Promising cervical cancer study

Research on cervical cancer performed by a physician at the University of Arizona Cancer Center at St. Joseph's Hospital and Medical Center has been published in the New England Journal of Medicine. The multi-site research project by Bradley J. Monk, MD, is expected to change the standard of care for women with advanced cervical cancer.

The featured research revealed that women with advanced cervical cancer live about four months longer with the combined use of bevacizumab (Avastin) and chemotherapy compared to chemotherapy alone. Women who combined bevacizumab with chemotherapy lived an average of 17 months after diagnosis, while those who received chemotherapy alone lived 13.3 months.

"This research proves that there are new options for patients with metastatic cervical cancer," says Dr. Monk, the project's senior author. "I predict that adding bevacizumab to chemotherapy will become the new standard of care." Dr. Monk is nationally recognized for his expertise in cervical cancer and chairs the Gynecologic Oncology Cervical Cancer Committee for the National Cancer Institute funded Gynecologic Oncology Group. Krishnansu S. Tewari, MD, at the University of California Irvine was the first author on the study published online February 20 in the Journal. (GOG 240ClinicalTrials.gov number NCT00803062)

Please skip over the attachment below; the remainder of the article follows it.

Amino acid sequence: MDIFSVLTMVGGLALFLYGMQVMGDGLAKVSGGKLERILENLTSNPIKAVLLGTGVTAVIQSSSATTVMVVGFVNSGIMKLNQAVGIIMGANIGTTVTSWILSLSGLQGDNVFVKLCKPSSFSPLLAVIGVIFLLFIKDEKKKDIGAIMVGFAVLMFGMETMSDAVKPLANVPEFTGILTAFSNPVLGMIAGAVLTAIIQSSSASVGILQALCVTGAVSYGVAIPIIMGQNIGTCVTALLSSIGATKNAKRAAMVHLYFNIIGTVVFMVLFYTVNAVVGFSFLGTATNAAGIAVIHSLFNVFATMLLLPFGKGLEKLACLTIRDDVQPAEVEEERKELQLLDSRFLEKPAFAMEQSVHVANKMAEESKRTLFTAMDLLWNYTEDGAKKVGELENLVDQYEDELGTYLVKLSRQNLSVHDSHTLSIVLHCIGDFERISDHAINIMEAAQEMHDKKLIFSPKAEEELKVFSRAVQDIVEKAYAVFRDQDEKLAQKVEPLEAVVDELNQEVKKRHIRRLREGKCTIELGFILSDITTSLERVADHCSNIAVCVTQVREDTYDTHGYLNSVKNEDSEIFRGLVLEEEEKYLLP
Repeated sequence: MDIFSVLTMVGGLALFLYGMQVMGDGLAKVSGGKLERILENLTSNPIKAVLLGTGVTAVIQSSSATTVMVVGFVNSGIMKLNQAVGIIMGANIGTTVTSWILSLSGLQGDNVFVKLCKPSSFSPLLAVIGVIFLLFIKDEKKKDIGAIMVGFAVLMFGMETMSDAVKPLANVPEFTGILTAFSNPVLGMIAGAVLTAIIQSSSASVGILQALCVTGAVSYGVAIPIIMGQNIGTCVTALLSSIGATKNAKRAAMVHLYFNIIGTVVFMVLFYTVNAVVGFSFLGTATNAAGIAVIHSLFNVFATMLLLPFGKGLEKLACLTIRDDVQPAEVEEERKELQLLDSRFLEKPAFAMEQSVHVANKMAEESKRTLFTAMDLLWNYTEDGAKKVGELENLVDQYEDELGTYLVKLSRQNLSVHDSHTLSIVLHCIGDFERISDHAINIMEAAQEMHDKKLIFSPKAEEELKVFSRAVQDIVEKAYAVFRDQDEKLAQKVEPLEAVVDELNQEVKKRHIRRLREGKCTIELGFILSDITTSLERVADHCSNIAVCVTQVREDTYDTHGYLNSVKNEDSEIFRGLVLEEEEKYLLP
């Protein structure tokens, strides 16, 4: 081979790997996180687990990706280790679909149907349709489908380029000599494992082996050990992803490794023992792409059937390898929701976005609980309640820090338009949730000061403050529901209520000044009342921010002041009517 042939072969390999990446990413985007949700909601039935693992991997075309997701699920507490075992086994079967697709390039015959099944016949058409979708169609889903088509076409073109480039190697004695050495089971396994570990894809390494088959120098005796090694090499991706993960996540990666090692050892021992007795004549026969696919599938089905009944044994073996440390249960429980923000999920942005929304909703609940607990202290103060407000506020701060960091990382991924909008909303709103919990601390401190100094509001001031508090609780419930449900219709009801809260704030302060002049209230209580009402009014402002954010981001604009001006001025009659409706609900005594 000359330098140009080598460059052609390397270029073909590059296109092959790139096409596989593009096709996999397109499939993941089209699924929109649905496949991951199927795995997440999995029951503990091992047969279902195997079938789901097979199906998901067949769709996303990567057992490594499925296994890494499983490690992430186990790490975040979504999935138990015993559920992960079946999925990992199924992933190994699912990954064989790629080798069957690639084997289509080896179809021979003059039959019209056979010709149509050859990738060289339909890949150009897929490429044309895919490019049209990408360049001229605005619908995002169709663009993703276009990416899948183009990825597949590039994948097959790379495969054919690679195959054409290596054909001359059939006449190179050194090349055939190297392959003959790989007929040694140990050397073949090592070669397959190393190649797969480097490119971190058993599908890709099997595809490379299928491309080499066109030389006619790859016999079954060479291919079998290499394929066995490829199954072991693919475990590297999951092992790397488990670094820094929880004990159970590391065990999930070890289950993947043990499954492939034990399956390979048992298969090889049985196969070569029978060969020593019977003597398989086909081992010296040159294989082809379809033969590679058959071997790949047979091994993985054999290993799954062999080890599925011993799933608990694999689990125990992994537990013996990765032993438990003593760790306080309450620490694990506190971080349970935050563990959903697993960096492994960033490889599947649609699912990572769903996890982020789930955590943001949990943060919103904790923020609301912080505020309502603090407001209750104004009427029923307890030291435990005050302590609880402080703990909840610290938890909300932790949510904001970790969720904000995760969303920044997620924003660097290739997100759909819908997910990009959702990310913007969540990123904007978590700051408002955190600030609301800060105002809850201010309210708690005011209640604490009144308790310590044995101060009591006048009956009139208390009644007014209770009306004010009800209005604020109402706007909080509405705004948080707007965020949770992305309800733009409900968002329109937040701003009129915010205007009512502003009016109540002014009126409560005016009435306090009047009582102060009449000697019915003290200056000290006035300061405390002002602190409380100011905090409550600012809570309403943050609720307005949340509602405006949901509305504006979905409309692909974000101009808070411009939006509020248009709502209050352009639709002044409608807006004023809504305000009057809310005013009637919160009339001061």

The research was conducted between April 2009 and January 2012. A total of 452 women participated in the trial and were enrolled from 164 institutions in the United States and Spain. St. Joseph's Hospital and Medical Center was the only site enrolling in Arizona.

During the clinical trial, patients were randomly assigned to groups who only received chemotherapy and to groups who received both with bevacizumab.

Approximately 12,000 cases of cervical cancer are diagnosed in the United States annually, and with continued increases in vaccinations, numbers of cases are expected to decrease further. However, for vulnerable populations without access to health care, cervical cancers remains a serious problem, with 500,000 new cases and 250,000 deaths annually.

"There has been a large unmet medical need for active treatments for ," says Dr. Monk. "We believe the results of this study are a significant step forward and now we will move to trying to add to a front-line treatment when cancers are more curable, rather than using it at the time of recurrence."

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